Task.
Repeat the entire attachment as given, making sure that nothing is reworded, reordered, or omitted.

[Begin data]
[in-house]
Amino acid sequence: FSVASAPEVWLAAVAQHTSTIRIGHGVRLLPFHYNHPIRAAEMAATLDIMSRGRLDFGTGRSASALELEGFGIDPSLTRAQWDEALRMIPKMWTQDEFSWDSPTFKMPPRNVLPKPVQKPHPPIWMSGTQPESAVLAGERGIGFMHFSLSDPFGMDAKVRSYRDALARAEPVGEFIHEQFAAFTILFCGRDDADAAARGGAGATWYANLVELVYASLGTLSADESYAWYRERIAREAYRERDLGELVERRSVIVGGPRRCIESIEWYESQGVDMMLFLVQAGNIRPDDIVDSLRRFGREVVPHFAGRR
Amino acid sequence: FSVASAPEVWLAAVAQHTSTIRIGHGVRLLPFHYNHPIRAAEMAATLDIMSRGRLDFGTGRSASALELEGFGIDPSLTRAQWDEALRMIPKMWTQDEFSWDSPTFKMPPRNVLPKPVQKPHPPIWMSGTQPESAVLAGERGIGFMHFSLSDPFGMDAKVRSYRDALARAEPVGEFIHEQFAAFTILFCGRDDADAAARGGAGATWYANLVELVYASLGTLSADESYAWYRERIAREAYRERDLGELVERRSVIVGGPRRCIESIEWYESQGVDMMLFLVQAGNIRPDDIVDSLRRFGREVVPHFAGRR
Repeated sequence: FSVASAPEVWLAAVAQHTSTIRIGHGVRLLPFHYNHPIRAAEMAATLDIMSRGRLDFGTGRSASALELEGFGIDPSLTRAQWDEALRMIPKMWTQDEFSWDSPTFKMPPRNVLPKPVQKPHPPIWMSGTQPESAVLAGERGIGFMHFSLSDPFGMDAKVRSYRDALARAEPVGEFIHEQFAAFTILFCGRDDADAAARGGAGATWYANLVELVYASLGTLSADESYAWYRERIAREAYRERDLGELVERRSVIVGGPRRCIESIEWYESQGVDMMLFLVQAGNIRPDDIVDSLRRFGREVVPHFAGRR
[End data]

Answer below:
[in-house]
Amino acid sequence: FSVASAPEVWLAAVAQHTSTIRIGHGVRLLPFHYNHPIRAAEMAATLDIMSRGRLDFGTGRSASALELEGFGIDPSLTRAQWDEALRMIPKMWTQDEFSWDSPTFKMPPRNVLPKPVQKPHPPIWMSGTQPESAVLAGERGIGFMHFSLSDPFGMDAKVRSYRDALARAEPVGEFIHEQFAAFTILFCGRDDADAAARGGAGATWYANLVELVYASLGTLSADESYAWYRERIAREAYRERDLGELVERRSVIVGGPRRCIESIEWYESQGVDMMLFLVQAGNIRPDDIVDSLRRFGREVVPHFAGRR
Amino acid sequence: FSVASAPEVWLAAVAQHTSTIRIGHGVRLLPFHYNHPIRAAEMAATLDIMSRGRLDFGTGRSASALELEGFGIDPSLTRAQWDEALRMIPKMWTQDEFSWDSPTFKMPPRNVLPKPVQKPHPPIWMSGTQPESAVLAGERGIGFMHFSLSDPFGMDAKVRSYRDALARAEPVGEFIHEQFAAFTILFCGRDDADAAARGGAGATWYANLVELVYASLGTLSADESYAWYRERIAREAYRERDLGELVERRSVIVGGPRRCIESIEWYESQGVDMMLFLVQAGNIRPDDIVDSLRRFGREVVPHFAGRR
Repeated sequence: FSVASAPEVWLAAVAQHTSTIRIGHGVRLLPFHYNHPIRAAEMAATLDIMSRGRLDFGTGRSASALELEGFGIDPSLTRAQWDEALRMIPKMWTQDEFSWDSPTFKMPPRNVLPKPVQKPHPPIWMSGTQPESAVLAGERGIGFMHFSLSDPFGMDAKVRSYRDALARAEPVGEFIHEQFAAFTILFCGRDDADAAARGGAGATWYANLVELVYASLGTLSADESYAWYRERIAREAYRERDLGELVERRSVIVGGPRRCIESIEWYESQGVDMMLFLVQAGNIRPDDIVDSLRRFGREVVPHFAGRR